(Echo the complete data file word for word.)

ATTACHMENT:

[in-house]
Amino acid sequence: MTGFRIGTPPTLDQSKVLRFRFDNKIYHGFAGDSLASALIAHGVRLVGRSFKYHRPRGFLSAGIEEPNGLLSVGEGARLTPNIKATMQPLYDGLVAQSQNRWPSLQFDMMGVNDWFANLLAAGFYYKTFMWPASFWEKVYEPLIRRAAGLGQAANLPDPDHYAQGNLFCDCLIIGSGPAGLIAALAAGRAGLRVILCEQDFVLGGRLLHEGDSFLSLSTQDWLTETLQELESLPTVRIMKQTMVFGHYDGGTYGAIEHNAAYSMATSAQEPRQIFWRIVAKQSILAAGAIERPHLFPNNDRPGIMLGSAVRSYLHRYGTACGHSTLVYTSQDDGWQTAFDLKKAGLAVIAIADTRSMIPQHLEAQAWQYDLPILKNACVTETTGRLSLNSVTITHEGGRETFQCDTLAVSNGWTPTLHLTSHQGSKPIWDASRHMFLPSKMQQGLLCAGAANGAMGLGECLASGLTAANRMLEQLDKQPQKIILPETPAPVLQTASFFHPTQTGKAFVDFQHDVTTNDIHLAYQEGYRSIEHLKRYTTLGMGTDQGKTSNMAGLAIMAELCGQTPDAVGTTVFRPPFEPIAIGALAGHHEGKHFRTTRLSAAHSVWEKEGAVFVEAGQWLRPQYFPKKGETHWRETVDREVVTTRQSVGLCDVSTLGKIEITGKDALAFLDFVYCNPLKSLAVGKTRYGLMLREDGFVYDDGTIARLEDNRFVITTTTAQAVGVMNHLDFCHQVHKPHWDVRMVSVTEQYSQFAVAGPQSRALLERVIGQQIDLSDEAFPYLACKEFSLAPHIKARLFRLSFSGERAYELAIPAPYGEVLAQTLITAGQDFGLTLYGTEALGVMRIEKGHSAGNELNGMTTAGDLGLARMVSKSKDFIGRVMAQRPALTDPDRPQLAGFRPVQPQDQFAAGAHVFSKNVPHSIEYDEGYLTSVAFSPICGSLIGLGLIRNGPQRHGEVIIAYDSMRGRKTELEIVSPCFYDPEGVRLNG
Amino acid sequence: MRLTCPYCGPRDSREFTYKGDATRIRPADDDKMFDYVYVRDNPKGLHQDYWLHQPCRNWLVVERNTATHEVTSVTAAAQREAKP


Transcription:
[in-house]
Amino acid sequence: MTGFRIGTPPTLDQSKVLRFRFDNKIYHGFAGDSLASALIAHGVRLVGRSFKYHRPRGFLSAGIEEPNGLLSVGEGARLTPNIKATMQPLYDGLVAQSQNRWPSLQFDMMGVNDWFANLLAAGFYYKTFMWPASFWEKVYEPLIRRAAGLGQAANLPDPDHYAQGNLFCDCLIIGSGPAGLIAALAAGRAGLRVILCEQDFVLGGRLLHEGDSFLSLSTQDWLTETLQELESLPTVRIMKQTMVFGHYDGGTYGAIEHNAAYSMATSAQEPRQIFWRIVAKQSILAAGAIERPHLFPNNDRPGIMLGSAVRSYLHRYGTACGHSTLVYTSQDDGWQTAFDLKKAGLAVIAIADTRSMIPQHLEAQAWQYDLPILKNACVTETTGRLSLNSVTITHEGGRETFQCDTLAVSNGWTPTLHLTSHQGSKPIWDASRHMFLPSKMQQGLLCAGAANGAMGLGECLASGLTAANRMLEQLDKQPQKIILPETPAPVLQTASFFHPTQTGKAFVDFQHDVTTNDIHLAYQEGYRSIEHLKRYTTLGMGTDQGKTSNMAGLAIMAELCGQTPDAVGTTVFRPPFEPIAIGALAGHHEGKHFRTTRLSAAHSVWEKEGAVFVEAGQWLRPQYFPKKGETHWRETVDREVVTTRQSVGLCDVSTLGKIEITGKDALAFLDFVYCNPLKSLAVGKTRYGLMLREDGFVYDDGTIARLEDNRFVITTTTAQAVGVMNHLDFCHQVHKPHWDVRMVSVTEQYSQFAVAGPQSRALLERVIGQQIDLSDEAFPYLACKEFSLAPHIKARLFRLSFSGERAYELAIPAPYGEVLAQTLITAGQDFGLTLYGTEALGVMRIEKGHSAGNELNGMTTAGDLGLARMVSKSKDFIGRVMAQRPALTDPDRPQLAGFRPVQPQDQFAAGAHVFSKNVPHSIEYDEGYLTSVAFSPICGSLIGLGLIRNGPQRHGEVIIAYDSMRGRKTELEIVSPCFYDPEGVRLNG
Amino acid sequence: MRLTCPYCGPRDSREFTYKGDATRIRPADDDKMFDYVYVRDNPKGLHQDYWLHQPCRNWLVVERNTATHEVTSVTAAAQREAKP